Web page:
4. At first, while pushing, you will probably feel like you CAN’T DO IT. That is how my mom felt, that is how I felt, and I’m positive that is how countless other women felt when they began pushing. It seems impossible. It is impossible. It makes no sense to me that an 8lb 3oz baby came out of such a small place. Even now, three months later, I occasionally find myself wondering how our baby came out of me. You’ll find yourself, as I have, holding your son or daughter on your belly and wondering how he or she possibly could have fit inside you. It makes no logical sense, but somehow it’s possible. It’s a miracle. An infinite number of women have had and will continue to have babies. You can do it. When the doctor got a mirror and I saw how little a circle of my daughter’s head was visible when I was pushing at my very hardest, I thought, She is never coming out. I might have even said it aloud. My doctor thought I might have to go with a C-section, she was so stuck. I didn’t give up, and with the help of forceps, she finally came out–very cone-headed, but perfectly fine. When you are in that moment of despair, keep the thought in the back of your head that youcan do it. You have to. That baby can’t stay in there forever even though it seems like it. And if you end up having a C-section, don’t worry and DON’T feel bad. Don’t let anyone make you feel like your birth experience was less special or less right because you did it differently. That’s what my doctor had to tell me when I was feeling frustrated that I wasn’t going to have the natural, epidural-free birth I wanted. But you know what? Looking back, I wouldn’t change a thing. Except maybe I’d have asked that we could try the forceps sooner than four hours…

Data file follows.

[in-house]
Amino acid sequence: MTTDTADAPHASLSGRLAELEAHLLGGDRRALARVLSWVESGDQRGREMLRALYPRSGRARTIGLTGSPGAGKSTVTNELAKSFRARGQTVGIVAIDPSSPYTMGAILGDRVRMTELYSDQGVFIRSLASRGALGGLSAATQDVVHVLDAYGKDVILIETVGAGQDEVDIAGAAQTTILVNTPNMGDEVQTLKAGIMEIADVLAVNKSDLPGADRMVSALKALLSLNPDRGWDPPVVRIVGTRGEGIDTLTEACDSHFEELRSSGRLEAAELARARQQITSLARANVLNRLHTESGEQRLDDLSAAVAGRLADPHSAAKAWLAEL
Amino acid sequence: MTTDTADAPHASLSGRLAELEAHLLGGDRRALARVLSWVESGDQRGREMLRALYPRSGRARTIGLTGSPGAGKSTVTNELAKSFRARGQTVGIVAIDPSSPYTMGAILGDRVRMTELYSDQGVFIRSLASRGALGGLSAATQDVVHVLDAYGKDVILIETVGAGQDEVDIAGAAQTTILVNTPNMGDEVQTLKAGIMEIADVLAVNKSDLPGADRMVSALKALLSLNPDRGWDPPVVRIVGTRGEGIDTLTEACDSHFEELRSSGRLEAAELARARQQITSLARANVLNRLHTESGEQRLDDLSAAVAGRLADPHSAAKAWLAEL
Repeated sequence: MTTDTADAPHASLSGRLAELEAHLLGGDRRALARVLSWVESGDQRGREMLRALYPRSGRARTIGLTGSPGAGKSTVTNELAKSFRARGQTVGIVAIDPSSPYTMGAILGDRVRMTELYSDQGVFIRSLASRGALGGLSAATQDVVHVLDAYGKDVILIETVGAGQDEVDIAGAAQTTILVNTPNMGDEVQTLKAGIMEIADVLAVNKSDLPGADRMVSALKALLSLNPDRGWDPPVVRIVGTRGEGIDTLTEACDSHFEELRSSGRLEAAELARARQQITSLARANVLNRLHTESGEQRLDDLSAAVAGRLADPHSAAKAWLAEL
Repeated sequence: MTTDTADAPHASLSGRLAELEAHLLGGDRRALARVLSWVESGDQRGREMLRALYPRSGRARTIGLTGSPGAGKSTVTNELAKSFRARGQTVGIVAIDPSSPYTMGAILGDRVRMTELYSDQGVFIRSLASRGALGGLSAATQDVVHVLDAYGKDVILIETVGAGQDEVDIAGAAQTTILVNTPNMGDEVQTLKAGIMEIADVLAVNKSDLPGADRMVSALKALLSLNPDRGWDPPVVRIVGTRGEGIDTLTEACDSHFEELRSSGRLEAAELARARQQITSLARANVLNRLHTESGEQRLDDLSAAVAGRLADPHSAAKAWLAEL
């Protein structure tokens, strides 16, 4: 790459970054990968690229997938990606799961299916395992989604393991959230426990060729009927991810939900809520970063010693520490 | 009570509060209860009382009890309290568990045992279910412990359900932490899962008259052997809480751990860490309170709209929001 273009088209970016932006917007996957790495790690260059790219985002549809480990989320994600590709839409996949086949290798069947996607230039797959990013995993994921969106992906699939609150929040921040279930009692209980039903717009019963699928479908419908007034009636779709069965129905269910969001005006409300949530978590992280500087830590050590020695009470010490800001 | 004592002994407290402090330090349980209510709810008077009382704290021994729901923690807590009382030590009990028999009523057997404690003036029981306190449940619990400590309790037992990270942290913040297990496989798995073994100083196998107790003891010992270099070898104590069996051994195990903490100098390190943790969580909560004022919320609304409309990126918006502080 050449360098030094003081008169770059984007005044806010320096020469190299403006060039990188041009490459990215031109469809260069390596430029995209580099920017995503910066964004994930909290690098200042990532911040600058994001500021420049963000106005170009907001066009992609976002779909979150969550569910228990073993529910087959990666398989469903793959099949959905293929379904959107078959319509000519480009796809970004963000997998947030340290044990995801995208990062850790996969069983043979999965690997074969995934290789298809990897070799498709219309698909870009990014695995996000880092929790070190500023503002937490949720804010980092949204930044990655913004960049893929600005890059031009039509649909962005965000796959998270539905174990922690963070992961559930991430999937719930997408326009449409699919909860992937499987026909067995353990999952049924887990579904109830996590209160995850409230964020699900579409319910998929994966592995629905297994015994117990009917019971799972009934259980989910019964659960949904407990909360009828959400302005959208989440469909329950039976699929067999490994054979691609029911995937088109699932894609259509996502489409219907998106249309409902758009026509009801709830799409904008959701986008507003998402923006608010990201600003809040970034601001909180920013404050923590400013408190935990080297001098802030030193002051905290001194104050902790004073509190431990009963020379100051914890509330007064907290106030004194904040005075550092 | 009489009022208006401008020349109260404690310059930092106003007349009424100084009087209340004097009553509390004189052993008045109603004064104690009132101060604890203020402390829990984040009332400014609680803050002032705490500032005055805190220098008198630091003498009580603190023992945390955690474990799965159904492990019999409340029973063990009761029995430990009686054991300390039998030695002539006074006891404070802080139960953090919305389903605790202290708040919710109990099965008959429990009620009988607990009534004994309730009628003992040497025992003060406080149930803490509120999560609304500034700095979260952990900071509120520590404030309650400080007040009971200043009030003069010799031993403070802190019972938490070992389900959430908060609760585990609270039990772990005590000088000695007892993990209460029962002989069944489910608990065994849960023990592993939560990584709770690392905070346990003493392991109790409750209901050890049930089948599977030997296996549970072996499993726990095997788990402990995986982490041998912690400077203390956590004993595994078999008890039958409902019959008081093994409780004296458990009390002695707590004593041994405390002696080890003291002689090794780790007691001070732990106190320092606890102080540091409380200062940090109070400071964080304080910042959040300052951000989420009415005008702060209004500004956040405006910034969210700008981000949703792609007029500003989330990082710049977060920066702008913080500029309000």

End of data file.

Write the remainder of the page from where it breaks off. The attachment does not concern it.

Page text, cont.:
5. Your baby will look like an alien when he or she comes out. So don’t be freaked out. Some babies are gray, some are purple, some are pink, some are covered in blood, and ALL are soaking wet and not as sweet as you might have pictured. Tenley had the hugest cone-head from being in the birth canal for four hours. I didn’t have time to process it at the time though because they immediately set her down to be measured, washed up, and swaddled. Then, when they did hand her to me, they had put a hat on her head which covered up the worst of it. When I saw her cone-head uncovered later that night, I was worried for her, but it went down significantly by the next day and even more so in the days that followed. At three months, Tenley’s head looks completely normal to me. You, like me, might not think that most just born babies are that pretty to look at, but I am certain that nothing will look more beautiful to you than your own baby.
6. For a while, you will be VERY swollen down there. It is not pretty. In fact, it’s really ugly. My swelling lasted maybe four days, which I think is longer than normal, but I also pushed REALLY HARD for four hours. And that isn’t normal (so don’t worry). But I’ll tell you, the first time I used the bathroom after giving birth–with the help of my nurses because I couldn’t walk by myself–I looked down and was like WOAH. I seriously did not recognize myself. But the nurses assured me that swelling was normal, though mine was worse than most. I don’t want to go into detail, but basically I was kind of really grossed out about how things looked for a few days. Luckily, the nurses encourage you to take lots of hot baths while you’re at the hospital (and when you go home) which really helps. It feels amazing. I took four or five baths and was encouraged to take more while there but I wanted to be with my husband and baby.